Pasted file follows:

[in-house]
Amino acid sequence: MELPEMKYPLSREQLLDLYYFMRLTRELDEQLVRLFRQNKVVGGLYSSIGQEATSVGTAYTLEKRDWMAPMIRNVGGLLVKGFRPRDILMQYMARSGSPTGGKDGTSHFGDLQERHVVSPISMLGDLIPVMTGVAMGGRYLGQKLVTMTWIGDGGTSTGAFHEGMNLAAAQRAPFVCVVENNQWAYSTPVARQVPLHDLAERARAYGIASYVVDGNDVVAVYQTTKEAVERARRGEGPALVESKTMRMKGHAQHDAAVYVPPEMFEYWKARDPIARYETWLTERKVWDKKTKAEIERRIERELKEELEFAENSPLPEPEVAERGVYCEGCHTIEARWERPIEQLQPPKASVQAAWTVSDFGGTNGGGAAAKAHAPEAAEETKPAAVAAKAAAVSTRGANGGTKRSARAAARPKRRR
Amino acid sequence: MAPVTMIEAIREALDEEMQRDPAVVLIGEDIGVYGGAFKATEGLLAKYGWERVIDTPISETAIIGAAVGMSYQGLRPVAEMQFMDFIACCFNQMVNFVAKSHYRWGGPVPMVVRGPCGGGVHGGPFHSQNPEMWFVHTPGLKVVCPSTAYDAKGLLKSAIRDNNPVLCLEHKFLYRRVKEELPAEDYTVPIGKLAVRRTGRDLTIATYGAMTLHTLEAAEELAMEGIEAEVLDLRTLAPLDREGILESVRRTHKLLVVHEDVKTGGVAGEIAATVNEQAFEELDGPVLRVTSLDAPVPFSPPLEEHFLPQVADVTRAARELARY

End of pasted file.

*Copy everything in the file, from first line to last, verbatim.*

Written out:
[in-house]
Amino acid sequence: MELPEMKYPLSREQLLDLYYFMRLTRELDEQLVRLFRQNKVVGGLYSSIGQEATSVGTAYTLEKRDWMAPMIRNVGGLLVKGFRPRDILMQYMARSGSPTGGKDGTSHFGDLQERHVVSPISMLGDLIPVMTGVAMGGRYLGQKLVTMTWIGDGGTSTGAFHEGMNLAAAQRAPFVCVVENNQWAYSTPVARQVPLHDLAERARAYGIASYVVDGNDVVAVYQTTKEAVERARRGEGPALVESKTMRMKGHAQHDAAVYVPPEMFEYWKARDPIARYETWLTERKVWDKKTKAEIERRIERELKEELEFAENSPLPEPEVAERGVYCEGCHTIEARWERPIEQLQPPKASVQAAWTVSDFGGTNGGGAAAKAHAPEAAEETKPAAVAAKAAAVSTRGANGGTKRSARAAARPKRRR
Amino acid sequence: MAPVTMIEAIREALDEEMQRDPAVVLIGEDIGVYGGAFKATEGLLAKYGWERVIDTPISETAIIGAAVGMSYQGLRPVAEMQFMDFIACCFNQMVNFVAKSHYRWGGPVPMVVRGPCGGGVHGGPFHSQNPEMWFVHTPGLKVVCPSTAYDAKGLLKSAIRDNNPVLCLEHKFLYRRVKEELPAEDYTVPIGKLAVRRTGRDLTIATYGAMTLHTLEAAEELAMEGIEAEVLDLRTLAPLDREGILESVRRTHKLLVVHEDVKTGGVAGEIAATVNEQAFEELDGPVLRVTSLDAPVPFSPPLEEHFLPQVADVTRAARELARY